You are behind the dashboard of a car driving through the streets.

You turn a corner and a car is stopped in the middle of the road with a flat tire. A police car with its lights flashing is stopped directly in front of you.

A white man is lying on the ground, not moving but alert. He raises his head as a woman leans over him and some of the many police walking around stoop down to speak to him.

A police officer shouts at a group of people who walk toward the police car in front of you, and the group moves back, out of view. Then the officer, assisted by another, drags a person, originally unseen behind the officer on the ground, into view. This Black man is lying on his back, unmoving in the street.

Another group of people tries to approach this man and is addressed by a police officer, then they, too, move back out of view. A young man gets close to the unmoving man and is addressed and sent away by police.

Almost three minutes into the video, the woman who was tending to the white man on the ground, a police officer, jumps up and begins to attend to the Black man lying in the background. She appears to perform CPR. Soon, many paramedics and police officers are attending to the still unmoving Black man. They lift him onto a gurney and take him away.

This video is one of two that shows Danroy Henry’s last moments. It shows the disputed scene from the dashboard camera of a police car the night Henry was killed.

Henry was shot and killed by police Oct. 17, 2010, in Pleasantville, N.Y., just after playing in Pace’s homecoming football game. Police said Henry had a high blood alcohol content when he sped into a police officer and almost hit another on the night of his death, but witnesses dispute this story.

After a grand jury declined to indict the police officers involved in Henry’s death, the Henry family’s attorney, Michael Sussman, called the case a “cover-up.” Now the Henry family is asking the Justice Department and the FBI to take over the investigation of the case, saying the Pleasantville Police Department should not have been allowed to investigate itself.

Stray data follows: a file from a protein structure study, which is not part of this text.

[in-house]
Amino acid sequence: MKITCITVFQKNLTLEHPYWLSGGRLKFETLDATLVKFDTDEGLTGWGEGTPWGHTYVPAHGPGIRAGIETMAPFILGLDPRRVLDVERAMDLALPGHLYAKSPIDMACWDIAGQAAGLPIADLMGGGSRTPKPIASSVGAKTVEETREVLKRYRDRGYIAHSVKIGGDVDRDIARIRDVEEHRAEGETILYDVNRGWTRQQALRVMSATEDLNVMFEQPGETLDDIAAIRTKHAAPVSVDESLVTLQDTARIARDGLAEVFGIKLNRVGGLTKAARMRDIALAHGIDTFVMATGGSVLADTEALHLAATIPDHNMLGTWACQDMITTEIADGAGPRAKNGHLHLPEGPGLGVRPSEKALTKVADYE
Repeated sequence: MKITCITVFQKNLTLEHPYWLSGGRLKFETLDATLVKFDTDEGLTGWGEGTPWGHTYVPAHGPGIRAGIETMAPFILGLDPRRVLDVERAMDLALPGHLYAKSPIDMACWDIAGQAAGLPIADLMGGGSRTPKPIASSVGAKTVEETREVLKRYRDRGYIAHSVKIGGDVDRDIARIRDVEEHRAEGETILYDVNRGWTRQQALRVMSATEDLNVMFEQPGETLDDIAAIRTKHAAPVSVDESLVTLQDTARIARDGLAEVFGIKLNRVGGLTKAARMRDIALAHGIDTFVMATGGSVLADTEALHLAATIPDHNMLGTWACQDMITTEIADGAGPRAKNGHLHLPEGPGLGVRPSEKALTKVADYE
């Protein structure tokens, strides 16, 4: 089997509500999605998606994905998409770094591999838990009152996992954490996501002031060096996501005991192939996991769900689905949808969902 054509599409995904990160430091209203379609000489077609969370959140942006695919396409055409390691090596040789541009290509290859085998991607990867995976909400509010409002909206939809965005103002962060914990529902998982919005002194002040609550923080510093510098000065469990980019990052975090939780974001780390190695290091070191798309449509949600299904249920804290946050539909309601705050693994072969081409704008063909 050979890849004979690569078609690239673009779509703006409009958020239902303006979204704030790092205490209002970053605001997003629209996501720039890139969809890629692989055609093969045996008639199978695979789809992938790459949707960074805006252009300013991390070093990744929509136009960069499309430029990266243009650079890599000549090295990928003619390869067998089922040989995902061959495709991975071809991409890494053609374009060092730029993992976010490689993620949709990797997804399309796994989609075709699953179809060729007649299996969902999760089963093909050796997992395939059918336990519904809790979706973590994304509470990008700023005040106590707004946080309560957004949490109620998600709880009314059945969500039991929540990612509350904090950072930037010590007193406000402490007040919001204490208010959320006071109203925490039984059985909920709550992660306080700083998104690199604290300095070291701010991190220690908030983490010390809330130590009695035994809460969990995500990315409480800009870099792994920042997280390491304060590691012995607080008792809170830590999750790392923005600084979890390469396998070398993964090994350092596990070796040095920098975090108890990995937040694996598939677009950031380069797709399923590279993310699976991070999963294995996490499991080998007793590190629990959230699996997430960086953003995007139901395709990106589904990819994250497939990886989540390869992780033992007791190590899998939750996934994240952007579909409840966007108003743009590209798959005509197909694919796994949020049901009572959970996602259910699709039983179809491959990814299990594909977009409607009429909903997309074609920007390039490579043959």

While prosecutors originally said, in November, that the cameras in the squad cars at the scene of Henry’s death were idle when he was killed, this video was eventually viewed by a grand jury in the case and has now been released to the public. The videos, along with evidence and a police report, were approved by a judge and released by the Sussman & Watkins law firm, which is now working with Henry’s family in its lawsuit against the officer, Aaron Hess, who shot their son.

On March 12, Henry’s father put out a video statement on the released documents, saying, “What we hope people will do is keep in context the source of this information. This was gathered, we think, with some bias because it was gathered through an investigative process we have already said we think is flawed.”

He said that in the reports, you can see Ronald Beckley, the second police officer to fire shots on the night of Henry’s death, explain that he did not shoot until he heard gun shots, showing that Beckley did not perceive Henry as a threat until Hess began shooting. “If the use of deadly force isn’t supported by justification, then it’s unjustified by definition. The unjustified taking of somebody’s life is murder. We hope the Department of Justice will act on this.”

The Henry family’s civil case is expected to be back in court next month.